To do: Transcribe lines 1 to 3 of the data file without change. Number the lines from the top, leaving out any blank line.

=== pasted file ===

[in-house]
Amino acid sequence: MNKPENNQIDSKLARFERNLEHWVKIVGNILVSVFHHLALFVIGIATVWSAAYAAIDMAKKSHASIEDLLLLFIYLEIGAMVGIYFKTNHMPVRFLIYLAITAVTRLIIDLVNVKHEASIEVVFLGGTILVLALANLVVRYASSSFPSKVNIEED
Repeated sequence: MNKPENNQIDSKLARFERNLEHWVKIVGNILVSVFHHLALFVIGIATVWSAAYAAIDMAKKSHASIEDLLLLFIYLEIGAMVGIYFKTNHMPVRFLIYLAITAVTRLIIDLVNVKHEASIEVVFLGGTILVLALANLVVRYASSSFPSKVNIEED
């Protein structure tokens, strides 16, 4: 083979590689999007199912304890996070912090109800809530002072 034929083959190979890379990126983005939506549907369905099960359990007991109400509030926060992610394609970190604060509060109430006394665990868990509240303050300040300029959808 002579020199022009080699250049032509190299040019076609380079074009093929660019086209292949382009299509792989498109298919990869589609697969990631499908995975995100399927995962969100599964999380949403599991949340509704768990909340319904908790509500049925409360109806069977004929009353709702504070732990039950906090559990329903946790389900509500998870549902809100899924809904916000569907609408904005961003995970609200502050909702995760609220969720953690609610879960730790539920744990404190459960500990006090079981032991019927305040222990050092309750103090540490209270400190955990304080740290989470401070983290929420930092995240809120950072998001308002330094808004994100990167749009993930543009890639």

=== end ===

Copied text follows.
[in-house]
Amino acid sequence: MNKPENNQIDSKLARFERNLEHWVKIVGNILVSVFHHLALFVIGIATVWSAAYAAIDMAKKSHASIEDLLLLFIYLEIGAMVGIYFKTNHMPVRFLIYLAITAVTRLIIDLVNVKHEASIEVVFLGGTILVLALANLVVRYASSSFPSKVNIEED
Repeated sequence: MNKPENNQIDSKLARFERNLEHWVKIVGNILVSVFHHLALFVIGIATVWSAAYAAIDMAKKSHASIEDLLLLFIYLEIGAMVGIYFKTNHMPVRFLIYLAITAVTRLIIDLVNVKHEASIEVVFLGGTILVLALANLVVRYASSSFPSKVNIEED